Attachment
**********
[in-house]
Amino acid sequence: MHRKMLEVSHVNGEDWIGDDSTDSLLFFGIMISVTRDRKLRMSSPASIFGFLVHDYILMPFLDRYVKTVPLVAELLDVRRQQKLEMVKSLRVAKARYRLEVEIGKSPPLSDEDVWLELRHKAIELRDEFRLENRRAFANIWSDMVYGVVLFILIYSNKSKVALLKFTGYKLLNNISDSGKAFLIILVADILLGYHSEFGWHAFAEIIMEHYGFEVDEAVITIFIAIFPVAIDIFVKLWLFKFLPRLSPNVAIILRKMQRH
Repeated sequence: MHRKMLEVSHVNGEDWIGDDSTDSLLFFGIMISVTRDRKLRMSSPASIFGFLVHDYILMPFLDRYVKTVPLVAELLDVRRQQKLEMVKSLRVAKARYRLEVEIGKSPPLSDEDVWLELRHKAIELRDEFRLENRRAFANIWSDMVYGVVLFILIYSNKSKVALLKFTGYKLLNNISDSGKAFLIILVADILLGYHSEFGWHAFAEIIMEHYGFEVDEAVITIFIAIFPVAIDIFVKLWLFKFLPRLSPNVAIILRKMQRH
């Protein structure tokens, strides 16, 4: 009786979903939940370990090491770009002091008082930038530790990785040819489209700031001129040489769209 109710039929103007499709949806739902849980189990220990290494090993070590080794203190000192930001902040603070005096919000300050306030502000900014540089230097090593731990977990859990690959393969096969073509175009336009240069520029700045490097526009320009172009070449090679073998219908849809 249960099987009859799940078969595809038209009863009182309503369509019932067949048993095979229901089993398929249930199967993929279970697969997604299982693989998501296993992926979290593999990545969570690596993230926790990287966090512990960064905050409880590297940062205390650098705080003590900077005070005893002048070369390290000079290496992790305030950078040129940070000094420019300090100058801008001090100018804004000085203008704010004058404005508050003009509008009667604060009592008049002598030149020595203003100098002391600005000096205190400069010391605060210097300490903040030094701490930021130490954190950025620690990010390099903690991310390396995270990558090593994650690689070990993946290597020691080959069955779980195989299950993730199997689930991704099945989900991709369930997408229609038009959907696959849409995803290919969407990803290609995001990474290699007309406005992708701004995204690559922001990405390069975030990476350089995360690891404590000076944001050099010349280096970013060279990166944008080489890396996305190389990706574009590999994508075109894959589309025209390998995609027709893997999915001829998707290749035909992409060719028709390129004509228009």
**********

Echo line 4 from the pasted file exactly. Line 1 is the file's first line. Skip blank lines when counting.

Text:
């Protein structure tokens, strides 16, 4: 009786979903939940370990090491770009002091008082930038530790990785040819489209700031001129040489769209 109710039929103007499709949806739902849980189990220990290494090993070590080794203190000192930001902040603070005096919000300050306030502000900014540089230097090593731990977990859990690959393969096969073509175009336009240069520029700045490097526009320009172009070449090679073998219908849809 249960099987009859799940078969595809038209009863009182309503369509019932067949048993095979229901089993398929249930199967993929279970697969997604299982693989998501296993992926979290593999990545969570690596993230926790990287966090512990960064905050409880590297940062205390650098705080003590900077005070005893002048070369390290000079290496992790305030950078040129940070000094420019300090100058801008001090100018804004000085203008704010004058404005508050003009509008009667604060009592008049002598030149020595203003100098002391600005000096205190400069010391605060210097300490903040030094701490930021130490954190950025620690990010390099903690991310390396995270990558090593994650690689070990993946290597020691080959069955779980195989299950993730199997689930991704099945989900991709369930997408229609038009959907696959849409995803290919969407990803290609995001990474290699007309406005992708701004995204690559922001990405390069975030990476350089995360690891404590000076944001050099010349280096970013060279990166944008080489890396996305190389990706574009590999994508075109894959589309025209390998995609027709893997999915001829998707290749035909992409060719028709390129004509228009």